Everything parents need to know about ISOFIX child car seats
Having a big boot is vital for many drivers. Whether you want to carry push chairs or put the seats down and bung a bike in the back, boot size can make all the difference to the way you lead your life.
If you want a car that’s going to swallow a family of five’s luggage on a regular basis, you’ll want a car with a big boot, whether the seats are up or down. But then again you might be a mad keen DIY-er, fancy a bit of antique dealing on the side, or perhaps need a car you can stretch out and sleep in. If that’s the case, you’ll want to know which cars have the biggest load space when the rear seats are folded.
We took every large estate, SUV and MPV that was available new on the market in 2014. We then crunched boot capacities in litres and split them into two classes: back row of seats up (that’s the middle row in seven-seat models) and all the back seats folded. Here are our top five in each category.
Biggest boots with five seats
The Mercedes ML boasts the biggest boot space with five seats at a whopping 1025 litres. First on sale in the late 1990s you can pick up early versions of the ML for less than £1000. Pay £10,000 and you’ll get a 2008 or 2009 model, depending on mileage.
The SsangYong Rodius MPV in second place is favoured by taxi drivers the world over. It boasts an 875-litre boot with the middle row of three seats still in place. Although only available in the UK as a seven seater, that huge boot probably explains why it’s sold in its Korean homeland as an 11 seater!
Two other SUVs, the Jeep Cherokee and the first-generation Audi Q7 are next on the list. The big Jeep has a 780-litre boot; the Audi 775 litres. They’re followed by the first of the estate cars in the big five: the Mercedes E-Class. This has a luggage-swallowing 695-litre boot. And that’s before you’ve collapsed the middle row of chairs. With those down, the Merc still eclipses motors such as the Toyota Land Cruiser, BMW X5 and Porsche Cayenne.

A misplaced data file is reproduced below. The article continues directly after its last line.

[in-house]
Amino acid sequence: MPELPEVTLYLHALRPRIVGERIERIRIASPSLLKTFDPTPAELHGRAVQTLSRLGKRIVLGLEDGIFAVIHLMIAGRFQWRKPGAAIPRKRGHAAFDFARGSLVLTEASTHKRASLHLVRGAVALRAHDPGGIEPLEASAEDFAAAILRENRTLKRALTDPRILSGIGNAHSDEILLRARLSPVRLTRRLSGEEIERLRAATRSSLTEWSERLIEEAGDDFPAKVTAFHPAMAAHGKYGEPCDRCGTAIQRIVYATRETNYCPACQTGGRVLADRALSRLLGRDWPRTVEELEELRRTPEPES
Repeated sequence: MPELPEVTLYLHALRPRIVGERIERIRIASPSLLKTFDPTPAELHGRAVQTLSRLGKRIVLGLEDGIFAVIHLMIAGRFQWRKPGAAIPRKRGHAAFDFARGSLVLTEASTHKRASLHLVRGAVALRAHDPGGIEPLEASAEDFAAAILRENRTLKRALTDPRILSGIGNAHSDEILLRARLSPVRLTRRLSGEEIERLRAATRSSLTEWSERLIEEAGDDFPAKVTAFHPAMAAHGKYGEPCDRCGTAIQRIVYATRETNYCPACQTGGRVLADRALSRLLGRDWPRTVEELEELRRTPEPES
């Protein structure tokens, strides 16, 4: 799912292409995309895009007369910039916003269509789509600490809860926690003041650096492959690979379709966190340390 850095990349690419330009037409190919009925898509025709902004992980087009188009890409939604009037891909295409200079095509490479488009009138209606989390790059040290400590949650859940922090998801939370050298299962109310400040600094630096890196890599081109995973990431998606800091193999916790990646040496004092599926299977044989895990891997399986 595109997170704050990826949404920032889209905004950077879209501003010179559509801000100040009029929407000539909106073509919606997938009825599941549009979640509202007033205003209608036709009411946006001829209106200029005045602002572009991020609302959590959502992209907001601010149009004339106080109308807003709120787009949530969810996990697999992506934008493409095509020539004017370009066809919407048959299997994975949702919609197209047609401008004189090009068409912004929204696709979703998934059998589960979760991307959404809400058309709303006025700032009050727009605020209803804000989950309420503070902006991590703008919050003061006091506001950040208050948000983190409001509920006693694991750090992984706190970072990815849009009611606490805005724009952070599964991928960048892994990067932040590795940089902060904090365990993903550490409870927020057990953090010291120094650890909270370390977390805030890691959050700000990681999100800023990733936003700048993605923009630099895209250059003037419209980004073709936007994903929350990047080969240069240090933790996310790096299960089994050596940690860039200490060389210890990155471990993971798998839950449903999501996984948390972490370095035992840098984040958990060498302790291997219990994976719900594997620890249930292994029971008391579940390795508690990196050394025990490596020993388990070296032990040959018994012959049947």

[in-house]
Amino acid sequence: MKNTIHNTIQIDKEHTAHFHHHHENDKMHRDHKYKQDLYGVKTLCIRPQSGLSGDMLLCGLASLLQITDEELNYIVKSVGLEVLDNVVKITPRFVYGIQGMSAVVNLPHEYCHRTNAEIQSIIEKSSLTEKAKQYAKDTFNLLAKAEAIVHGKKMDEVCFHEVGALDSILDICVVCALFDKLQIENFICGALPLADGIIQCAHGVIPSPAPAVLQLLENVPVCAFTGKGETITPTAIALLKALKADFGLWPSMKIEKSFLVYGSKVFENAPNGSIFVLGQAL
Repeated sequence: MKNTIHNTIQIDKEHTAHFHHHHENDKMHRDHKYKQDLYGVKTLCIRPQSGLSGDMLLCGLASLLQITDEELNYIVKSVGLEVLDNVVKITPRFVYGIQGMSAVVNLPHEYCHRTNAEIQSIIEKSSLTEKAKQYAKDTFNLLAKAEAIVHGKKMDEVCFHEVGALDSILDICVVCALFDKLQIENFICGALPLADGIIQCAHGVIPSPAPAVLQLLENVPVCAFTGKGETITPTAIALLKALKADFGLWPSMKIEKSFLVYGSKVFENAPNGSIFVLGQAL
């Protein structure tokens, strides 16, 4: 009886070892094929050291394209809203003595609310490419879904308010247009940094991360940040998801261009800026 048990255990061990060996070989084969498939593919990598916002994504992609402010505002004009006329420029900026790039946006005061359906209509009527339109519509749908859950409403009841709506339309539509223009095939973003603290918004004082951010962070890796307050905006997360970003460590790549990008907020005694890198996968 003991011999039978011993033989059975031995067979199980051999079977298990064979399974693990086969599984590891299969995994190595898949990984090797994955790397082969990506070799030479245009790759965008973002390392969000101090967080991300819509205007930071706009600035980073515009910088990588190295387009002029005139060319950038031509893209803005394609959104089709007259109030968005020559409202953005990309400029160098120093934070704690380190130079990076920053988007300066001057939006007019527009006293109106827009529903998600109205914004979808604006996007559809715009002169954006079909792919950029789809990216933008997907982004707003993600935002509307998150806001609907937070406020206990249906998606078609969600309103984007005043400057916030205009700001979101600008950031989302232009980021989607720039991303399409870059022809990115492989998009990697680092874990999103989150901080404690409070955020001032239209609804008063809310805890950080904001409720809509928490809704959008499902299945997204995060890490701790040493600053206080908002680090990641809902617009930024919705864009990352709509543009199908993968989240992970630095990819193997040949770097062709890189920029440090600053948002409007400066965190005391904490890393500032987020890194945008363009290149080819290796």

Biggest boots with two seats
The Rodius may not be a looker – it was christened the Odious by one joker – but it’s certainly practical. Remove the rear seats, fold the middle row flat and you have acres of space. Well, 3145 litres of it, which puts this MPV in van territory. Although the Rodius does feel a bit cheap inside, in terms of space per pound, it’s hard to beat. And with £7000 buying a 2012 or 2013 registered model it represents terrific value for money.
Next up is the ever-popular Land Rover Discovery 4. This has 2560 litres of load space when all the seats are folded. And the beauty of the Disco 4 is that all that room is combined with a high-quality interior, comfortable ride, and of course Land Rover’s famous go-anywhere ability. The downside is models going for less than £10,000 are few and far between and tend to be high mileage, although they are out there.
Once upon a time, the SEAT Alhambra and Ford Galaxy – the third and fourth biggest load carriers ‑ were essentially the same car. That’s not the case anymore. Fold all seven of their seats flat and the Spanish motor Flamencos its way in front of the Ford with 2430 litres of space compared with 2325. The SEAT represents decent value for money too: £8000 will buy you a 2011 model. Where the Ford does have an advantage is in availability. There are loads of them around. And there’s a variety on offer from £3000 upwards if you don’t mind a high miler.
Fifth on the list is the Mercedes GL-Class with 2300 litres of space when all bar the front two seats are folded. It’s got a plush interior with lots of equipment and loads of space. But for £10,000 you’ll have to settle for something that’s done north of 140,000 miles.
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Borrowing £7,500 over 4 years with a representative APR of 25.4%, an annual interest rate of 25.4% (Fixed) and a deposit of £0.00, the amount payable would be £239.77 per month, with a total cost of credit of £4,008.96 and a total amount payable of £11,508.96.
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